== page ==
UPDATED September 7, 2021.
|Buddy Bolden band c. 1903. That’s Jefferson Mumford on guitar.|
But, as mentioned, very few African Americans could afford such instruments. Two exceptions could be found on the streets of New Orleans in the 1880s. Both guitarists were working barbers, the fall-back career of so many musicians in those early days. The ground-breaking guitar pair was Charlie Galloway, born in New Orleans around 1863,and Jefferson Mumford, born in the Crescent City in 1870. What style of music they played around 1885 is debatable but, by the 1890s, both were known to be working in New Orleans playing ragtime, blues’ direct forerunner.
Charlie Galloway, the elder of of the pair, was leading an African-American string band around 1895 when he decided to spice things up by adding a line of brass – an innovative step that inadvertently helped give birth to jazz. One of his new black recruits was a 19-year fellow Charlie, and yet another barber, a cornet player called Charlie Bolden. Young ‘Kid’ Bolden, nicknamed Buddy, proved so innovative and inspirational, he soon took over leadership of Galloway’s band. After changing its name to the Buddy Bolden band, it became the hottest outfit in New Orleans. Not that guitarist Charlie Galloway was forced out. He still had an important part to play. With guitar amplifiers not invented until the 1930s, it was then impossible for acoustic guitars to be heard over the rest of the band. What acoustic guitars could do, however, was lay down a solid rhythmic foundation over which the horns could improvise. And so, the chord-strumming rhythm guitarist was born, a feature still with us today. Explained, author Harry O. Brun in his 1960 book, The Story of the Original Dixieland Jazz Band.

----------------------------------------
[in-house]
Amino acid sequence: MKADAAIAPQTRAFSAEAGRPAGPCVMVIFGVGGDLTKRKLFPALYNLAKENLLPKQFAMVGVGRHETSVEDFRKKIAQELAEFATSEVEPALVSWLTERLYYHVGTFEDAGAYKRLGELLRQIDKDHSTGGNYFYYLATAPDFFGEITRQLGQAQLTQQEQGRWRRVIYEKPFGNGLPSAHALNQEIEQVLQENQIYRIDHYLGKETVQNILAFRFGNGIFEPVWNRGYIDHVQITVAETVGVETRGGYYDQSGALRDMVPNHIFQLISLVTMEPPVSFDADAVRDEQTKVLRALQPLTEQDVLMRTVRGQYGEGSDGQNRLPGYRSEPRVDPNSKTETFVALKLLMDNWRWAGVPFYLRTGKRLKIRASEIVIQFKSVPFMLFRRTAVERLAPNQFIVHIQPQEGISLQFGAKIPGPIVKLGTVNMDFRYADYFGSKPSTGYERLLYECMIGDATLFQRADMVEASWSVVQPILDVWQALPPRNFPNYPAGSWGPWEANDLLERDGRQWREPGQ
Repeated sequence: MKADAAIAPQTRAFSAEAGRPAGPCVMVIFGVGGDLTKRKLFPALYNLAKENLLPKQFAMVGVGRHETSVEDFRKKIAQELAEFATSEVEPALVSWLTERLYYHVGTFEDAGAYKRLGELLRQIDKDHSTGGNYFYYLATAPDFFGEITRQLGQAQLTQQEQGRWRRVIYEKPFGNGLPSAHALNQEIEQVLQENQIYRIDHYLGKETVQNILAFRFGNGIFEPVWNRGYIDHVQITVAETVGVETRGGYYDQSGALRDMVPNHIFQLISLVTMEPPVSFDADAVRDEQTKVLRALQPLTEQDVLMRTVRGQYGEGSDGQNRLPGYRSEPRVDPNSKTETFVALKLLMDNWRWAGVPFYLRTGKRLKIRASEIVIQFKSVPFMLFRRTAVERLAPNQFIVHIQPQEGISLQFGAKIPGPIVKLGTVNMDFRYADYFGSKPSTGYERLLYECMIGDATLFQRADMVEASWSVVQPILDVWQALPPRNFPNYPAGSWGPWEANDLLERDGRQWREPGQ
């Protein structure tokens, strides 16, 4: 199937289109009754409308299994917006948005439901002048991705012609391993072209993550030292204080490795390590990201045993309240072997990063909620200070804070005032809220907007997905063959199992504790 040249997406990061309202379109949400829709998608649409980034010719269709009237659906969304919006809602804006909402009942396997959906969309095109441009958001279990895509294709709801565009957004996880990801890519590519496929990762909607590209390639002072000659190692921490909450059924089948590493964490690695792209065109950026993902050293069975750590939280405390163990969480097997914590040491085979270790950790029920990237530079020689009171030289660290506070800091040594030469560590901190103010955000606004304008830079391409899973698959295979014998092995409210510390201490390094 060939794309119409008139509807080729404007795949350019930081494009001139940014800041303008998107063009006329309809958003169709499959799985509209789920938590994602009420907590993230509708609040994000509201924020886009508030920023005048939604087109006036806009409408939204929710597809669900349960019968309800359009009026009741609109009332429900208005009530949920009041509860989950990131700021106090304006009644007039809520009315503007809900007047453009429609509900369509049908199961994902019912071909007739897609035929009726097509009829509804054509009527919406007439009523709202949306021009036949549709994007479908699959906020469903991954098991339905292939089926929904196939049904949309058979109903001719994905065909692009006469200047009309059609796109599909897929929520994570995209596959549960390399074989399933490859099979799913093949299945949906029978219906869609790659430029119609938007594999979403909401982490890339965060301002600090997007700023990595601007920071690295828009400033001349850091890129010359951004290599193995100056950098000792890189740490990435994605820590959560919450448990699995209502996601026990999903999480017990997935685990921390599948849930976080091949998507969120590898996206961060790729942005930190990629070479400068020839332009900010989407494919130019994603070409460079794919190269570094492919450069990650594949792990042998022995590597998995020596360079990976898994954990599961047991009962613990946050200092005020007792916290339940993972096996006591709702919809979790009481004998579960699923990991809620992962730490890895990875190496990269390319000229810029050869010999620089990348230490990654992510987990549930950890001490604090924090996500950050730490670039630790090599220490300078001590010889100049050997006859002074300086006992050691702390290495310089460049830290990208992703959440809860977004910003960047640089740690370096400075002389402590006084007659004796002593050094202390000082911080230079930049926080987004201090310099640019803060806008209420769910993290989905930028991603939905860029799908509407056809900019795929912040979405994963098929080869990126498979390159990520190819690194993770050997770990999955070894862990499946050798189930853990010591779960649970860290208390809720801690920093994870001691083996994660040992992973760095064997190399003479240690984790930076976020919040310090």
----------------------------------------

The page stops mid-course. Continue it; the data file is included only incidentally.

“It was he (the guitarist) who would shout out the chord changes on unfamiliar melodies or on modulations to a different key. It was through this frequent ‘calling out’ of chords by the guitarist that many New Orleans musicians of that day, otherwise totally ignorant of written music, came to recognize their chords by letter and number; and though they could not read music, they always knew the key in which they were playing.”
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